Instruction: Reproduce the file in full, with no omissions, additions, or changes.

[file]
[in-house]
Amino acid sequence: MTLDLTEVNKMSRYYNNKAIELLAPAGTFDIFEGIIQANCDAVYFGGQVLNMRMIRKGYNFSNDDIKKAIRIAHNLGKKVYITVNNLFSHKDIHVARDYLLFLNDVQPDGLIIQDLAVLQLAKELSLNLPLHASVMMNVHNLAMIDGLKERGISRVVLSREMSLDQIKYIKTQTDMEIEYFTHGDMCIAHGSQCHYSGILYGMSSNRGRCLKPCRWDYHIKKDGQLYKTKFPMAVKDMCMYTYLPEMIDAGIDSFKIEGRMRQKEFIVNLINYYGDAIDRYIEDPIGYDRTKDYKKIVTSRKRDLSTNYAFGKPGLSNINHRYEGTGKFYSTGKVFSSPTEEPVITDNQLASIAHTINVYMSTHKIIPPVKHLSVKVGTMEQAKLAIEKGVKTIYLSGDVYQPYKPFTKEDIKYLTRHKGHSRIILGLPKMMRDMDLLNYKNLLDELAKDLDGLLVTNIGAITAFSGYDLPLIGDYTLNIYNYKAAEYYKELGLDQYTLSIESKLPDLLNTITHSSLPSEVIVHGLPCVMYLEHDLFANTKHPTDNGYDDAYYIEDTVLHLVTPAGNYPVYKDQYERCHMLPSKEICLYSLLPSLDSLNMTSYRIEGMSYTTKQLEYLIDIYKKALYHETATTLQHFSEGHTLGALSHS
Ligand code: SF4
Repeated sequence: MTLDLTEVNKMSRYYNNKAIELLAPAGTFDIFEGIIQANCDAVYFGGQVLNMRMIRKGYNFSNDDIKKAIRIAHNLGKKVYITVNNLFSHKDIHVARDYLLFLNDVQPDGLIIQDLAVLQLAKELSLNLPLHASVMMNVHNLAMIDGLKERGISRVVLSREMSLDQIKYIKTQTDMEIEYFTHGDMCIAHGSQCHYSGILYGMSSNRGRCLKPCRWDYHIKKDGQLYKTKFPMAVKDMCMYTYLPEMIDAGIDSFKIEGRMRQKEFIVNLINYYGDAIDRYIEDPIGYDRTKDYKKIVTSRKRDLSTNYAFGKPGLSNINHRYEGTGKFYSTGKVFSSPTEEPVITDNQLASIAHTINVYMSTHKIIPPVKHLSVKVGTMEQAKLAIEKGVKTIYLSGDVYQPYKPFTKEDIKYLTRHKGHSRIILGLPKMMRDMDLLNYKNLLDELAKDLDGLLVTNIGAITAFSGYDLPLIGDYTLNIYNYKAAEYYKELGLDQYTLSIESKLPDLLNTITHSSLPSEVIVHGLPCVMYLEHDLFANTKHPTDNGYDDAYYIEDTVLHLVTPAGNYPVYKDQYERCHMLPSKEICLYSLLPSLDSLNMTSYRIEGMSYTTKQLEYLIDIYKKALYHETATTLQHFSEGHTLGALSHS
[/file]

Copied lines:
[in-house]
Amino acid sequence: MTLDLTEVNKMSRYYNNKAIELLAPAGTFDIFEGIIQANCDAVYFGGQVLNMRMIRKGYNFSNDDIKKAIRIAHNLGKKVYITVNNLFSHKDIHVARDYLLFLNDVQPDGLIIQDLAVLQLAKELSLNLPLHASVMMNVHNLAMIDGLKERGISRVVLSREMSLDQIKYIKTQTDMEIEYFTHGDMCIAHGSQCHYSGILYGMSSNRGRCLKPCRWDYHIKKDGQLYKTKFPMAVKDMCMYTYLPEMIDAGIDSFKIEGRMRQKEFIVNLINYYGDAIDRYIEDPIGYDRTKDYKKIVTSRKRDLSTNYAFGKPGLSNINHRYEGTGKFYSTGKVFSSPTEEPVITDNQLASIAHTINVYMSTHKIIPPVKHLSVKVGTMEQAKLAIEKGVKTIYLSGDVYQPYKPFTKEDIKYLTRHKGHSRIILGLPKMMRDMDLLNYKNLLDELAKDLDGLLVTNIGAITAFSGYDLPLIGDYTLNIYNYKAAEYYKELGLDQYTLSIESKLPDLLNTITHSSLPSEVIVHGLPCVMYLEHDLFANTKHPTDNGYDDAYYIEDTVLHLVTPAGNYPVYKDQYERCHMLPSKEICLYSLLPSLDSLNMTSYRIEGMSYTTKQLEYLIDIYKKALYHETATTLQHFSEGHTLGALSHS
Ligand code: SF4
Repeated sequence: MTLDLTEVNKMSRYYNNKAIELLAPAGTFDIFEGIIQANCDAVYFGGQVLNMRMIRKGYNFSNDDIKKAIRIAHNLGKKVYITVNNLFSHKDIHVARDYLLFLNDVQPDGLIIQDLAVLQLAKELSLNLPLHASVMMNVHNLAMIDGLKERGISRVVLSREMSLDQIKYIKTQTDMEIEYFTHGDMCIAHGSQCHYSGILYGMSSNRGRCLKPCRWDYHIKKDGQLYKTKFPMAVKDMCMYTYLPEMIDAGIDSFKIEGRMRQKEFIVNLINYYGDAIDRYIEDPIGYDRTKDYKKIVTSRKRDLSTNYAFGKPGLSNINHRYEGTGKFYSTGKVFSSPTEEPVITDNQLASIAHTINVYMSTHKIIPPVKHLSVKVGTMEQAKLAIEKGVKTIYLSGDVYQPYKPFTKEDIKYLTRHKGHSRIILGLPKMMRDMDLLNYKNLLDELAKDLDGLLVTNIGAITAFSGYDLPLIGDYTLNIYNYKAAEYYKELGLDQYTLSIESKLPDLLNTITHSSLPSEVIVHGLPCVMYLEHDLFANTKHPTDNGYDDAYYIEDTVLHLVTPAGNYPVYKDQYERCHMLPSKEICLYSLLPSLDSLNMTSYRIEGMSYTTKQLEYLIDIYKKALYHETATTLQHFSEGHTLGALSHS